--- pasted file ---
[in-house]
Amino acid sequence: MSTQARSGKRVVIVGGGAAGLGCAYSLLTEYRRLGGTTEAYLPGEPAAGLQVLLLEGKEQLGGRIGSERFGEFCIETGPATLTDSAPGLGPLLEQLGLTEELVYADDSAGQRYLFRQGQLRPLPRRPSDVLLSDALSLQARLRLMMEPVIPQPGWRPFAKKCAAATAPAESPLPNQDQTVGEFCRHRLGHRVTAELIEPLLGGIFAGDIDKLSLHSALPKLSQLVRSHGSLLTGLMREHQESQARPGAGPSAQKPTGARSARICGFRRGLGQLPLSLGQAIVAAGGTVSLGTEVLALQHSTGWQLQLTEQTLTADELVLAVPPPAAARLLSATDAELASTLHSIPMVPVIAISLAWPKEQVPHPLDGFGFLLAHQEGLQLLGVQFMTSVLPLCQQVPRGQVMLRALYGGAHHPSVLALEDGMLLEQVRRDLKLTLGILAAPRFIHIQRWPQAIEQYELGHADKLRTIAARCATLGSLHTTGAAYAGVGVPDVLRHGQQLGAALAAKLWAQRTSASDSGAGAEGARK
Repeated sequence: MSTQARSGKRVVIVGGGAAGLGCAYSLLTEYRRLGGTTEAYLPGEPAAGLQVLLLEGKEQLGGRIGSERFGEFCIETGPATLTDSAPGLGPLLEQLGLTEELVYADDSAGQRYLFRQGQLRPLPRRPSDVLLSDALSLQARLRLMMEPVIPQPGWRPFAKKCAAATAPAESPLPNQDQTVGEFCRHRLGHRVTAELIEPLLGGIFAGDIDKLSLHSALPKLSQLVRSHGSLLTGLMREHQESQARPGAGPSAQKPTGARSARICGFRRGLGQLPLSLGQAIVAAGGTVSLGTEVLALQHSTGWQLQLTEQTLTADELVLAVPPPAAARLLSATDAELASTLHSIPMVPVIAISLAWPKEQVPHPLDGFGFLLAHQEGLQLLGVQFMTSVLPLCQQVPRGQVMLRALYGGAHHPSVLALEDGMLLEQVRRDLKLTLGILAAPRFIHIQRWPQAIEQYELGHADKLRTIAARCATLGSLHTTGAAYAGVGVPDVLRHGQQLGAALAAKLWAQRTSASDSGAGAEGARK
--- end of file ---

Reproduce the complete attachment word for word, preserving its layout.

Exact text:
[in-house]
Amino acid sequence: MSTQARSGKRVVIVGGGAAGLGCAYSLLTEYRRLGGTTEAYLPGEPAAGLQVLLLEGKEQLGGRIGSERFGEFCIETGPATLTDSAPGLGPLLEQLGLTEELVYADDSAGQRYLFRQGQLRPLPRRPSDVLLSDALSLQARLRLMMEPVIPQPGWRPFAKKCAAATAPAESPLPNQDQTVGEFCRHRLGHRVTAELIEPLLGGIFAGDIDKLSLHSALPKLSQLVRSHGSLLTGLMREHQESQARPGAGPSAQKPTGARSARICGFRRGLGQLPLSLGQAIVAAGGTVSLGTEVLALQHSTGWQLQLTEQTLTADELVLAVPPPAAARLLSATDAELASTLHSIPMVPVIAISLAWPKEQVPHPLDGFGFLLAHQEGLQLLGVQFMTSVLPLCQQVPRGQVMLRALYGGAHHPSVLALEDGMLLEQVRRDLKLTLGILAAPRFIHIQRWPQAIEQYELGHADKLRTIAARCATLGSLHTTGAAYAGVGVPDVLRHGQQLGAALAAKLWAQRTSASDSGAGAEGARK
Repeated sequence: MSTQARSGKRVVIVGGGAAGLGCAYSLLTEYRRLGGTTEAYLPGEPAAGLQVLLLEGKEQLGGRIGSERFGEFCIETGPATLTDSAPGLGPLLEQLGLTEELVYADDSAGQRYLFRQGQLRPLPRRPSDVLLSDALSLQARLRLMMEPVIPQPGWRPFAKKCAAATAPAESPLPNQDQTVGEFCRHRLGHRVTAELIEPLLGGIFAGDIDKLSLHSALPKLSQLVRSHGSLLTGLMREHQESQARPGAGPSAQKPTGARSARICGFRRGLGQLPLSLGQAIVAAGGTVSLGTEVLALQHSTGWQLQLTEQTLTADELVLAVPPPAAARLLSATDAELASTLHSIPMVPVIAISLAWPKEQVPHPLDGFGFLLAHQEGLQLLGVQFMTSVLPLCQQVPRGQVMLRALYGGAHHPSVLALEDGMLLEQVRRDLKLTLGILAAPRFIHIQRWPQAIEQYELGHADKLRTIAARCATLGSLHTTGAAYAGVGVPDVLRHGQQLGAALAAKLWAQRTSASDSGAGAEGARK